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Medline ® Abstract for Reference 65

of 'Cervicogenic headache'

Randomised controlled trial of cervical radiofrequency lesions as a treatment for cervicogenic headache [ISRCTN07444684].
Haspeslagh SR, Van Suijlekom HA, LaméIE, Kessels AG, van Kleef M, Weber WE
BMC Anesthesiol. 2006;6:1. Epub 2006 2 16.
BACKGROUND: Cervicogenic headache (CEH) is a unilateral headache localised in the neck or occipital region, projecting to the frontal and temporal regions. Since the pathogenesis of this syndrome appears to have an anatomical basis in the cervical region, several surgical procedures aimed at reducing the nociceptive input on the cervical level, have been tested. We developed a sequence of various cervical radiofrequency neurotomies (facet joint denervations eventually followed by upper dorsal root ganglion neurotomies) that proved successful in a prospective pilot trial with 15 CEH patients. To further evaluate this sequential treatment program we conducted a randomised controlled trial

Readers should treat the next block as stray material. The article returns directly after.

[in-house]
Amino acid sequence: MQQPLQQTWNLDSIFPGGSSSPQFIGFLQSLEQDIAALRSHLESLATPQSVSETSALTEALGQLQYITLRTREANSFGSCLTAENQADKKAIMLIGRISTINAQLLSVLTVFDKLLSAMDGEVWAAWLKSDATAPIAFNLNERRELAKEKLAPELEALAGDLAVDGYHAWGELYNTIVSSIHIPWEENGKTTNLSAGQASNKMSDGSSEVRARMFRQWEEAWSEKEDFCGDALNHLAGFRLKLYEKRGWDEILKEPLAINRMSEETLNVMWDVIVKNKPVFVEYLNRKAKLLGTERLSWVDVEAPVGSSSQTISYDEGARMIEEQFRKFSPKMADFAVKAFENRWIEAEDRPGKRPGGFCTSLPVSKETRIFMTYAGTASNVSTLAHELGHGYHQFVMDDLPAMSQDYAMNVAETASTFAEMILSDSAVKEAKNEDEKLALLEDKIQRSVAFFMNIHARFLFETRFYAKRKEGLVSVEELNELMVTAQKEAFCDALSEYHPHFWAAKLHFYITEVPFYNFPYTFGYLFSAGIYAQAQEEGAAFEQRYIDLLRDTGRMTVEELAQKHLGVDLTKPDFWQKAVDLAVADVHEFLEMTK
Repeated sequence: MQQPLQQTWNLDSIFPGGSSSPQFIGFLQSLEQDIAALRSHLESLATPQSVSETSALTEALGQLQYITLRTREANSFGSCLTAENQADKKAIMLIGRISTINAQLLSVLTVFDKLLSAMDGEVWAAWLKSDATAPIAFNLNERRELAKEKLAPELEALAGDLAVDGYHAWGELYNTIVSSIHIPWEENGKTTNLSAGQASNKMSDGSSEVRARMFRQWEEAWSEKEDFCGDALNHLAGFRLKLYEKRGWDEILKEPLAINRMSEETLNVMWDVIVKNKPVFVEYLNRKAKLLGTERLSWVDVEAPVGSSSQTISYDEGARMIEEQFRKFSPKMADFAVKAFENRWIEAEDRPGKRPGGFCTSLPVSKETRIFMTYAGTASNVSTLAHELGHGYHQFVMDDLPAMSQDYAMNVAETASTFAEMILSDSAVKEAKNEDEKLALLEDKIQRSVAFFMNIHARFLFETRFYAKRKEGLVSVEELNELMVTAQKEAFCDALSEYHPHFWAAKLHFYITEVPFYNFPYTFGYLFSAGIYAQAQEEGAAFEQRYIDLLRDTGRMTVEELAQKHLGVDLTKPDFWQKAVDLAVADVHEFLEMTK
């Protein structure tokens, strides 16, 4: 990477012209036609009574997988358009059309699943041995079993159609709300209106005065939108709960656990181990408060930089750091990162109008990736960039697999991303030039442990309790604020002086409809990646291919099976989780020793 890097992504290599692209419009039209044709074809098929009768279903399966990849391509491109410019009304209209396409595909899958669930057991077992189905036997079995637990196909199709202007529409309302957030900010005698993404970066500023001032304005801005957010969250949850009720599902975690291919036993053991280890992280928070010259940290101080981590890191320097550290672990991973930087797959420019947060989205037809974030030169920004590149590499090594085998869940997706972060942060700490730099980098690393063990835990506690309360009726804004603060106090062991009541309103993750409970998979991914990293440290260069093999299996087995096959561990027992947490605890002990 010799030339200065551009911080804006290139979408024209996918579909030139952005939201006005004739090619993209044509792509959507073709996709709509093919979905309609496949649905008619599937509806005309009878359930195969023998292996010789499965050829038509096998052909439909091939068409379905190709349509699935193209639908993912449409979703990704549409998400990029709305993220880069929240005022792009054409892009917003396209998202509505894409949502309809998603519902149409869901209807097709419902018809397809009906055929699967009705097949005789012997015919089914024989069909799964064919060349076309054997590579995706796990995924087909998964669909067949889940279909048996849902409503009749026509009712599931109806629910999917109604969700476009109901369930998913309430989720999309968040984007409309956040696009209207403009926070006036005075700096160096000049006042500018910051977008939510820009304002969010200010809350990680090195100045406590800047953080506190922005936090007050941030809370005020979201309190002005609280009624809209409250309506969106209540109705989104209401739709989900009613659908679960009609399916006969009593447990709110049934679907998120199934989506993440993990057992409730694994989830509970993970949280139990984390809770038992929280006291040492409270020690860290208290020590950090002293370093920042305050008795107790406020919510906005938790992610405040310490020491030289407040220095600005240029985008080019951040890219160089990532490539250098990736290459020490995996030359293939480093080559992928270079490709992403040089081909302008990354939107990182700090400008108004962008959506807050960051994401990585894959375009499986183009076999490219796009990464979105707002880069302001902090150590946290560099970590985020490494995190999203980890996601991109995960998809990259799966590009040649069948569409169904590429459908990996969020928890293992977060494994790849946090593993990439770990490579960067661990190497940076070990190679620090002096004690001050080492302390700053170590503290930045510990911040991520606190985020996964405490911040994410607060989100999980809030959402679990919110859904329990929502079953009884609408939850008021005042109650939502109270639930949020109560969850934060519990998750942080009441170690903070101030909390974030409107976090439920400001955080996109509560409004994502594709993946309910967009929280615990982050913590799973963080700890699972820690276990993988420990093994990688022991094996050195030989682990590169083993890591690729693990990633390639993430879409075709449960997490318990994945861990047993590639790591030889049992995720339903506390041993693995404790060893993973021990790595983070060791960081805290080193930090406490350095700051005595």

METHODS: 30 patients with cervicogenic headache according to the Sjaastad diagnostic criteria, were randomised. 15 patients received a sequence of radiofrequency treatments (cervical facet joint denervation, followed by cervical dorsal root ganglion lesions when necessary), and the other 15 patients underwent local injections with steroid and anaesthetic at the greater occipital nerve, followed by transcutaneous electrical nerve stimulation (TENS) when necessary. Visual analogue scores for pain, global perceived effectsscores, quality of life scores were assessed at 8, 16, 24 and 48 weeks. Patients also kept a headache diary.
RESULTS: There were no statistically significant differences between the two treatment groups at any time point in the trial.
CONCLUSION: We did not find evidence that radiofrequency treatment of cervical facet joints and upper dorsal root ganglions is a better treatment than the infiltration of the greater occipital nerve, followed by TENS for patients fulfilling the clinical criteria of cervicogenic headache.
Dept. Anesthesiology, University Hospital Maastricht, The Netherlands. shas@anaesth.azm.nl